Today is our transfer day to the Serengeti. Again there is a very strict time frame and we have to exit the Conservancy by 12.55pm. We decide to maximize our morning by going on one last drive in the Ndutu area. It turns into an amazing morning , first we come across a lion who clearly has been propagating his gene pool, he looks a bit spent with the lioness lying a few meters away. It takes lions quite a few goes to have a successful mating and there is quite a bit of roaring in the process. A couple may be at it several times a day for up to a week.
It is such an amazing event the migration as we watch a long line of the animals one following the other, all in the same direction. Then somebody gets spooked and they are all galloping in a huge cloud of dust. Just as suddenly they stop and start going in the opposite direction. We truely wonder what is driving them.
As we turn away from the plains literally within 100m we come across a beautiful lone lioness over a fresh kill of wildebeest, probably from the herd we were just watching. The first to go is the liver as it is of the highest nutritional value. She has tucked into that and one hind leg.
As it is mid morning it is time for her to get it out of the way and into some shade for later. As we watch her drag this fully grown wildebeest probably 180kg worth she barely stops to draw breath. Once in the bushes nearby in moments there are eagles and vultures coming in. We approach a little closer and see that the lioness has killed a Mum that was pregnant with twins. An incredibly rare occurrence according to Andrew. I see that one of the unborn twins was substantially larger probably some twin twin stealing occurring during the pregnancy and the little one would not have made it when born.
There is a real hierarchy here and the tawny eagles have first dibs, when done the vultures come in. But this is the time of plenty for all as with these numbers of migrating animals even the vultures don’t clean off the remains.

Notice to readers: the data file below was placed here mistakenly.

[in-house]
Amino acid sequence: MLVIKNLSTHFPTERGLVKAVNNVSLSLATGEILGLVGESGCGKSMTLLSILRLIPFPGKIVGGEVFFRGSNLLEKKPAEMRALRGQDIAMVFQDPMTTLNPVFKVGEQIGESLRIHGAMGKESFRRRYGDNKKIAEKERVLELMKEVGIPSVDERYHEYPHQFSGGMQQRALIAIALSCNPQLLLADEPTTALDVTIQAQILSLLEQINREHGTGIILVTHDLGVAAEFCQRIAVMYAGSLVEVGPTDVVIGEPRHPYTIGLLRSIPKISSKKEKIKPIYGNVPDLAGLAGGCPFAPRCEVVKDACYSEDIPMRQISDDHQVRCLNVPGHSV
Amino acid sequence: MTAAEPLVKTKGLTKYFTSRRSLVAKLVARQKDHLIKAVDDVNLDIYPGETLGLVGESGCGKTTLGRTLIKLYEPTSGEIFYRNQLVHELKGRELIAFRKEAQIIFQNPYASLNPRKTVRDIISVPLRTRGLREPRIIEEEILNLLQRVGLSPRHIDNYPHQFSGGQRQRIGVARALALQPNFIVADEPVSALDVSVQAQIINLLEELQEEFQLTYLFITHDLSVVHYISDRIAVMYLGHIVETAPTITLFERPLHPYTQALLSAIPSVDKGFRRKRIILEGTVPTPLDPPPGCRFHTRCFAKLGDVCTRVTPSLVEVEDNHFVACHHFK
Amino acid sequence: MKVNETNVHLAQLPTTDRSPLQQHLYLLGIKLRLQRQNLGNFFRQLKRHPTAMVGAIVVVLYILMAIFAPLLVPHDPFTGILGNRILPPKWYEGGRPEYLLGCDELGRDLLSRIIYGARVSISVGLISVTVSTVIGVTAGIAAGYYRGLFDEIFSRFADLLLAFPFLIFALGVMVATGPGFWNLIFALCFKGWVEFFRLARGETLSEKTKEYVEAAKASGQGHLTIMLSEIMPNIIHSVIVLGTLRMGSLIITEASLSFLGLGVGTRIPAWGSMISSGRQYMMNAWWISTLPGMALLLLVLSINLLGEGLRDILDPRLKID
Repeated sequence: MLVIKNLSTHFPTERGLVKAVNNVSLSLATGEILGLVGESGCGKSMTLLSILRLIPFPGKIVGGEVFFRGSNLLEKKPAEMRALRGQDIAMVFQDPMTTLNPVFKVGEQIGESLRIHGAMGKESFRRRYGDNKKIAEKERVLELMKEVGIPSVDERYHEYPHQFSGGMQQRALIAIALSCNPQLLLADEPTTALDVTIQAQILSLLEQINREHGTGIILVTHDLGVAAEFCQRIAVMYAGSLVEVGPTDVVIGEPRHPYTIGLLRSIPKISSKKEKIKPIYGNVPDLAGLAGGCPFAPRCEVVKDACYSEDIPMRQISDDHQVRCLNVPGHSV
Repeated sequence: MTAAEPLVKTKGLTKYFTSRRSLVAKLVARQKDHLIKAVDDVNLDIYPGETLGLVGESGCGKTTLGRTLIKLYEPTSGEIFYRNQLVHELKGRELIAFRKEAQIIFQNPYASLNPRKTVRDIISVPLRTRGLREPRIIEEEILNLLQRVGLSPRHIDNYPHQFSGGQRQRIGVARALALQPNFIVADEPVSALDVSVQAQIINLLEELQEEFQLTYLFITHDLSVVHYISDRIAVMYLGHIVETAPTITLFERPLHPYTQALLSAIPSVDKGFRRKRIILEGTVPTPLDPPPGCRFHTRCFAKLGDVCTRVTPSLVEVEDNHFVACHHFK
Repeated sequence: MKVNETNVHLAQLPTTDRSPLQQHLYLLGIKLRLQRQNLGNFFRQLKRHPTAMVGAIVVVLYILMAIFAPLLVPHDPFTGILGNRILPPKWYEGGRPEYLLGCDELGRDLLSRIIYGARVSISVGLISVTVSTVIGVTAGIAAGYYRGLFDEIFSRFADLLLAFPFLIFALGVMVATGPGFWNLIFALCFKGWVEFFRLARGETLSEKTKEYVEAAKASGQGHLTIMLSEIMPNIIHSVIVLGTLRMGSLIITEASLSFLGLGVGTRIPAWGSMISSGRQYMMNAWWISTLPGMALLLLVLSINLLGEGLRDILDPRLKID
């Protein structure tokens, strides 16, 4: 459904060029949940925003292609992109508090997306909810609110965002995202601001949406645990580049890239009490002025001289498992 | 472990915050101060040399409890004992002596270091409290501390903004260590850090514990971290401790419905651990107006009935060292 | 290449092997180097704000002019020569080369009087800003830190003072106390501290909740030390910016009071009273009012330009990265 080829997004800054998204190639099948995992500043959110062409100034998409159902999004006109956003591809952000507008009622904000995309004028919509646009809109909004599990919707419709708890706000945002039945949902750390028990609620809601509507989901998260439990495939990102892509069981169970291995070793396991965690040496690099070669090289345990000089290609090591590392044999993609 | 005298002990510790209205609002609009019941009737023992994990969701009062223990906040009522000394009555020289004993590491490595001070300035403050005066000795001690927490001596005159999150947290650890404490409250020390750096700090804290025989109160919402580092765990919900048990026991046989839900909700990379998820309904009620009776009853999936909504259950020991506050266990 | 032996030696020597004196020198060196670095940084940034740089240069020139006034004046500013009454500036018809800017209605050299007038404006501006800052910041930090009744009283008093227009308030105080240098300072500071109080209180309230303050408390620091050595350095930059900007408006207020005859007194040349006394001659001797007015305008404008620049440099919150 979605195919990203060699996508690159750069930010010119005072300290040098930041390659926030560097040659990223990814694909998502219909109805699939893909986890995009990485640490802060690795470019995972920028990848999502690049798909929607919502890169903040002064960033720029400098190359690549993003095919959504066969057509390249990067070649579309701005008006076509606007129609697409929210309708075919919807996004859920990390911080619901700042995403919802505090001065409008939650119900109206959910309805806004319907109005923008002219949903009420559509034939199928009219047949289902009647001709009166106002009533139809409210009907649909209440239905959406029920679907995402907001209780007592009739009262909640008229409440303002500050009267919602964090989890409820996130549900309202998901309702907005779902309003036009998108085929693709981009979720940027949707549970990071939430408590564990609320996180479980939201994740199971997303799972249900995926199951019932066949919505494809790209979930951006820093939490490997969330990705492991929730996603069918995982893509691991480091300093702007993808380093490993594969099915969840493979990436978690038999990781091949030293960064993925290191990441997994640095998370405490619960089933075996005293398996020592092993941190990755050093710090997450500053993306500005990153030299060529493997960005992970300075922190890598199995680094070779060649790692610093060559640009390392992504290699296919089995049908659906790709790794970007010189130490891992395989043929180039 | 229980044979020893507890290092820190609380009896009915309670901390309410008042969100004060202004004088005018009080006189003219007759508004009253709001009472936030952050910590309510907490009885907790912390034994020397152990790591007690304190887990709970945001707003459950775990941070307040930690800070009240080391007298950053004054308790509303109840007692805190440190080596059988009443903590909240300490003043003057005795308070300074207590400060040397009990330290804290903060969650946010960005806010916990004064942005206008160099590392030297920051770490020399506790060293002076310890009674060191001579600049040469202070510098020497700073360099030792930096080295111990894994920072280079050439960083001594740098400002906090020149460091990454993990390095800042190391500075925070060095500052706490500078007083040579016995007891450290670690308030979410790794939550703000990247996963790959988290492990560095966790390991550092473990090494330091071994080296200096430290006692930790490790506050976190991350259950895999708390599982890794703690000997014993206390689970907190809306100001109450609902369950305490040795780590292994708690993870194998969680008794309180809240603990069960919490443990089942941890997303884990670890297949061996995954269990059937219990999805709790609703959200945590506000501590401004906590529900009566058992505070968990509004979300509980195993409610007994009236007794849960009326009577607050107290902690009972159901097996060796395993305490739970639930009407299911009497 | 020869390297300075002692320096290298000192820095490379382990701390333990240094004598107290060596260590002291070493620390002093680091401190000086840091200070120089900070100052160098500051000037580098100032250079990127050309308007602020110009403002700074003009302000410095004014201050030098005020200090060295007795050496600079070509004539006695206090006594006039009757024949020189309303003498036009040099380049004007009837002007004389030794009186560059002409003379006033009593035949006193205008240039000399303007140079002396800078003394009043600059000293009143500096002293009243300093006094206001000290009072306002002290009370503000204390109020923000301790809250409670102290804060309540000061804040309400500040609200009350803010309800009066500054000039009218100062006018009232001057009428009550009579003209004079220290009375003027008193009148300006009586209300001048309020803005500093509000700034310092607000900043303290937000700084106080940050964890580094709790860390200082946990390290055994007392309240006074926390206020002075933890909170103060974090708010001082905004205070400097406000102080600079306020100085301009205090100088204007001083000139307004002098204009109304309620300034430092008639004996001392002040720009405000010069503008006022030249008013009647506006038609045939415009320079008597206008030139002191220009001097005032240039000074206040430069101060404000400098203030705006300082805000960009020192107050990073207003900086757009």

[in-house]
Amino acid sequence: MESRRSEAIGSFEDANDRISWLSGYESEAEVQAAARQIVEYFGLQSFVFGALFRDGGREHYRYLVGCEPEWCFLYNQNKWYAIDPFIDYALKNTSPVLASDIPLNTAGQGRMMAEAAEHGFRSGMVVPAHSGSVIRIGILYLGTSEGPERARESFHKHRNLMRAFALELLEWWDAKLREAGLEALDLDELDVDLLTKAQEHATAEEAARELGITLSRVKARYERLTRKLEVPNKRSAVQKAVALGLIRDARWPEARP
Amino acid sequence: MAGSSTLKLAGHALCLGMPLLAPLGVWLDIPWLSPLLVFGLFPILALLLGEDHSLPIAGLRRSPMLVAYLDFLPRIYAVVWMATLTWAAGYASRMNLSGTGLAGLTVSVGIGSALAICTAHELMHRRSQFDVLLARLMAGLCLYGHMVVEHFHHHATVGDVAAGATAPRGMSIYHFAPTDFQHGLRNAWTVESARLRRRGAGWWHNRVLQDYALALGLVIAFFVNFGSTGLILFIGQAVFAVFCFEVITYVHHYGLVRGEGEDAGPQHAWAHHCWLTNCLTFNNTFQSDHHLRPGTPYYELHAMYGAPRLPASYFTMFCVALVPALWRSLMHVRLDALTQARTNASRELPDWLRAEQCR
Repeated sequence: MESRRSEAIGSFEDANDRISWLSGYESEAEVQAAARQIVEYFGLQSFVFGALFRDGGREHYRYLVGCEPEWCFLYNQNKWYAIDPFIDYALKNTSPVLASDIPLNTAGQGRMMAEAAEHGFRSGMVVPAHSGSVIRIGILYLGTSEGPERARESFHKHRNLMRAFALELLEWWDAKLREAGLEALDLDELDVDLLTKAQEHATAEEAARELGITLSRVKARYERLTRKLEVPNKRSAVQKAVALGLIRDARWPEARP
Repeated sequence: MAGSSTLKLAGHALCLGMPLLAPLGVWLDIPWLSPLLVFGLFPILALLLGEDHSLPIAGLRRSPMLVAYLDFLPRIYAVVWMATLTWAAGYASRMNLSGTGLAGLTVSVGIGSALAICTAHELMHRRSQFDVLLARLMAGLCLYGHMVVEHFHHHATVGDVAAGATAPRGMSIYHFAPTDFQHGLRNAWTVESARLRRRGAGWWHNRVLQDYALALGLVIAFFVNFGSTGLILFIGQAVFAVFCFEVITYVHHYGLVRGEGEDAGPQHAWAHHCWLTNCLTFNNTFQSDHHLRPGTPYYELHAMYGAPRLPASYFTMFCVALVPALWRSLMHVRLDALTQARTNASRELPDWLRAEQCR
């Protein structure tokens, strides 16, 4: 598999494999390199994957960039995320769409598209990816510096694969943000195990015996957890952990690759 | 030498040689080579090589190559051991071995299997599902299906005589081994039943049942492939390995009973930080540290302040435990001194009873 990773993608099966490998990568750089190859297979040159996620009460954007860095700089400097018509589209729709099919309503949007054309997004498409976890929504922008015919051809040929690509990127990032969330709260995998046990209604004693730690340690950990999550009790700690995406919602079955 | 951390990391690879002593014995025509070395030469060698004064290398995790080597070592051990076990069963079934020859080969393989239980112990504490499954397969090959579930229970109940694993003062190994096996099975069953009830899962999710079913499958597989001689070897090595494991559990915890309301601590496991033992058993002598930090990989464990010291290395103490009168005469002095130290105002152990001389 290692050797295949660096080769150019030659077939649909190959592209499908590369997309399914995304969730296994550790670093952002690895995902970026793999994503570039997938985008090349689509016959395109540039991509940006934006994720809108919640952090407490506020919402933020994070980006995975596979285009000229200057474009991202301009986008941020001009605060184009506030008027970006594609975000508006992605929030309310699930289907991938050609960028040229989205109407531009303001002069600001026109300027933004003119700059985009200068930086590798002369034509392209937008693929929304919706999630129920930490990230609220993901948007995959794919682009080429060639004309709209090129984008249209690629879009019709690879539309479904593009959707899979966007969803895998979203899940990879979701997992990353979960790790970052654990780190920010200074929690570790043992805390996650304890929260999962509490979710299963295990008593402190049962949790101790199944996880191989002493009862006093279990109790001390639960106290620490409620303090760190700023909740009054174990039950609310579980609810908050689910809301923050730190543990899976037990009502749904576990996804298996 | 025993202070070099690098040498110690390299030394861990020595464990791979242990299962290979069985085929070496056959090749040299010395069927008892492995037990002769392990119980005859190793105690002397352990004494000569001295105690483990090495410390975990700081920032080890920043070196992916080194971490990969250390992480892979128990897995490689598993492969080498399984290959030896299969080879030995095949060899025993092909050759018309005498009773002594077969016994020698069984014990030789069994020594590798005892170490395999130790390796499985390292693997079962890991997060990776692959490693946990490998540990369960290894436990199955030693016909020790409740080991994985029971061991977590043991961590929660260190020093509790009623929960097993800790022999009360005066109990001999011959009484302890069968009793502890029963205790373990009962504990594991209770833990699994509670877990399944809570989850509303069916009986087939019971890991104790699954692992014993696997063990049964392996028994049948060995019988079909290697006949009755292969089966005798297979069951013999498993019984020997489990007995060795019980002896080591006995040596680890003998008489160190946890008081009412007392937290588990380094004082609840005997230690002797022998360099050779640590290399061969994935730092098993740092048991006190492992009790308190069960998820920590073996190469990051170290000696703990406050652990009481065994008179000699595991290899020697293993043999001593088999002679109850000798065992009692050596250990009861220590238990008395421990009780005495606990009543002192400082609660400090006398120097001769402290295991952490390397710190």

It is time to get to the ranger station to exit but as we leave the forest, Andrew spots some movement and we approach to see a totally new kill by a cheetah. This is a baby wildebeest, an adult would have been too big for her to tackle. Cheetahs rely on speed to catch their prey, they are solitary hunters and can not afford to get injured.
She has literally only just downed this baby and I am so glad we did not witness the hunt. We see how the hierarchy again takes place. A couple of jackels patiently lie next to her waiting for her to finish as the vultures, eagles and Marabou storks ( a huge stork that looks like an undertaker) start sitting around in the perimeter.
She takes her fill, liver gone and a shoulder and hind leg and she moves off unperturbed by the crowd around her. Once she has gone the two jackels come in and eat their fill before the scavengers come in. What a circle of life.
We are now running late on our departure so be beeline to the rangers station for an exit permit and the next room which gives us an entry into the Serengeti. We have been hoping to take an alternate route out of the park and not the main road.
The ranger tries to convince Andrew not to take the way in Swahili, as Andrew keeps on reverting to English to try and understand the intricacies of the way. The ranger finally agrees to draw us a map, a dot here, a line there, don’t take that branch of the road, make sure you go left there! We feel empowered and off we go. To be continued…